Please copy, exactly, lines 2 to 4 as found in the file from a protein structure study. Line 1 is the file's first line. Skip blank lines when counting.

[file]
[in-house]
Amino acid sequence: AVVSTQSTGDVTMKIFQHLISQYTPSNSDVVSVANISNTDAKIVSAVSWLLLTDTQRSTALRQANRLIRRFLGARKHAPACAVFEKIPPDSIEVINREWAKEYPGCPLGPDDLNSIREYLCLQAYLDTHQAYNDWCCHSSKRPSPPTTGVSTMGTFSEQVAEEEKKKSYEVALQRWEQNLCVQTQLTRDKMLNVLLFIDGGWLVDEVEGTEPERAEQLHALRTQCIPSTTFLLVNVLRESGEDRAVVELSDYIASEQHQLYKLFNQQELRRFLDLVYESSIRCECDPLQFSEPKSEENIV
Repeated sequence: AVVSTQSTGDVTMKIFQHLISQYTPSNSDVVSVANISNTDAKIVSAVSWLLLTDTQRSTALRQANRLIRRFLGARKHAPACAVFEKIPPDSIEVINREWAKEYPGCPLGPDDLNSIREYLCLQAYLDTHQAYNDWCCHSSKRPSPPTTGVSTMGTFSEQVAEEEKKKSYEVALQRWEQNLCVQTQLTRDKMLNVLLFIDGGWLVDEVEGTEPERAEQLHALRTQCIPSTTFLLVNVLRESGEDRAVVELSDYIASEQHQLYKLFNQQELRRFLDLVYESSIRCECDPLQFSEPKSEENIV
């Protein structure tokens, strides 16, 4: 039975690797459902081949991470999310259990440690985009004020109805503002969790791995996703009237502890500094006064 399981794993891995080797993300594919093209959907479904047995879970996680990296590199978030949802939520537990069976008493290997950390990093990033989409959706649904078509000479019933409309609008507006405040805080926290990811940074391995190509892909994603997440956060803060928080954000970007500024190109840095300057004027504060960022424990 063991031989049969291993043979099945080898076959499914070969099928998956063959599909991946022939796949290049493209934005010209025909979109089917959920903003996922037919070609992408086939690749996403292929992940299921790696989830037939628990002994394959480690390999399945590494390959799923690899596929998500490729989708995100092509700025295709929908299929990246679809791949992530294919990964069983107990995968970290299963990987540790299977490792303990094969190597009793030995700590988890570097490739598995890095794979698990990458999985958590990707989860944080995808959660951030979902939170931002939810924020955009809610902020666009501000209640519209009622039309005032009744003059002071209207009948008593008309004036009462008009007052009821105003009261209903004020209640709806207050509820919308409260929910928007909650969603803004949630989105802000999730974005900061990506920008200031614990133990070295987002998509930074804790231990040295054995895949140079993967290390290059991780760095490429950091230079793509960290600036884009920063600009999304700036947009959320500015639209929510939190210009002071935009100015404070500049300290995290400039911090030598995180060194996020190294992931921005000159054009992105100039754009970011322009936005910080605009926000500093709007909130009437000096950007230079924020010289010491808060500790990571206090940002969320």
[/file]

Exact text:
Amino acid sequence: AVVSTQSTGDVTMKIFQHLISQYTPSNSDVVSVANISNTDAKIVSAVSWLLLTDTQRSTALRQANRLIRRFLGARKHAPACAVFEKIPPDSIEVINREWAKEYPGCPLGPDDLNSIREYLCLQAYLDTHQAYNDWCCHSSKRPSPPTTGVSTMGTFSEQVAEEEKKKSYEVALQRWEQNLCVQTQLTRDKMLNVLLFIDGGWLVDEVEGTEPERAEQLHALRTQCIPSTTFLLVNVLRESGEDRAVVELSDYIASEQHQLYKLFNQQELRRFLDLVYESSIRCECDPLQFSEPKSEENIV
Repeated sequence: AVVSTQSTGDVTMKIFQHLISQYTPSNSDVVSVANISNTDAKIVSAVSWLLLTDTQRSTALRQANRLIRRFLGARKHAPACAVFEKIPPDSIEVINREWAKEYPGCPLGPDDLNSIREYLCLQAYLDTHQAYNDWCCHSSKRPSPPTTGVSTMGTFSEQVAEEEKKKSYEVALQRWEQNLCVQTQLTRDKMLNVLLFIDGGWLVDEVEGTEPERAEQLHALRTQCIPSTTFLLVNVLRESGEDRAVVELSDYIASEQHQLYKLFNQQELRRFLDLVYESSIRCECDPLQFSEPKSEENIV
């Protein structure tokens, strides 16, 4: 039975690797459902081949991470999310259990440690985009004020109805503002969790791995996703009237502890500094006064 399981794993891995080797993300594919093209959907479904047995879970996680990296590199978030949802939520537990069976008493290997950390990093990033989409959706649904078509000479019933409309609008507006405040805080926290990811940074391995190509892909994603997440956060803060928080954000970007500024190109840095300057004027504060960022424990 063991031989049969291993043979099945080898076959499914070969099928998956063959599909991946022939796949290049493209934005010209025909979109089917959920903003996922037919070609992408086939690749996403292929992940299921790696989830037939628990002994394959480690390999399945590494390959799923690899596929998500490729989708995100092509700025295709929908299929990246679809791949992530294919990964069983107990995968970290299963990987540790299977490792303990094969190597009793030995700590988890570097490739598995890095794979698990990458999985958590990707989860944080995808959660951030979902939170931002939810924020955009809610902020666009501000209640519209009622039309005032009744003059002071209207009948008593008309004036009462008009007052009821105003009261209903004020209640709806207050509820919308409260929910928007909650969603803004949630989105802000999730974005900061990506920008200031614990133990070295987002998509930074804790231990040295054995895949140079993967290390290059991780760095490429950091230079793509960290600036884009920063600009999304700036947009959320500015639209929510939190210009002071935009100015404070500049300290995290400039911090030598995180060194996020190294992931921005000159054009992105100039754009970011322009936005910080605009926000500093709007909130009437000096950007230079924020010289010491808060500790990571206090940002969320």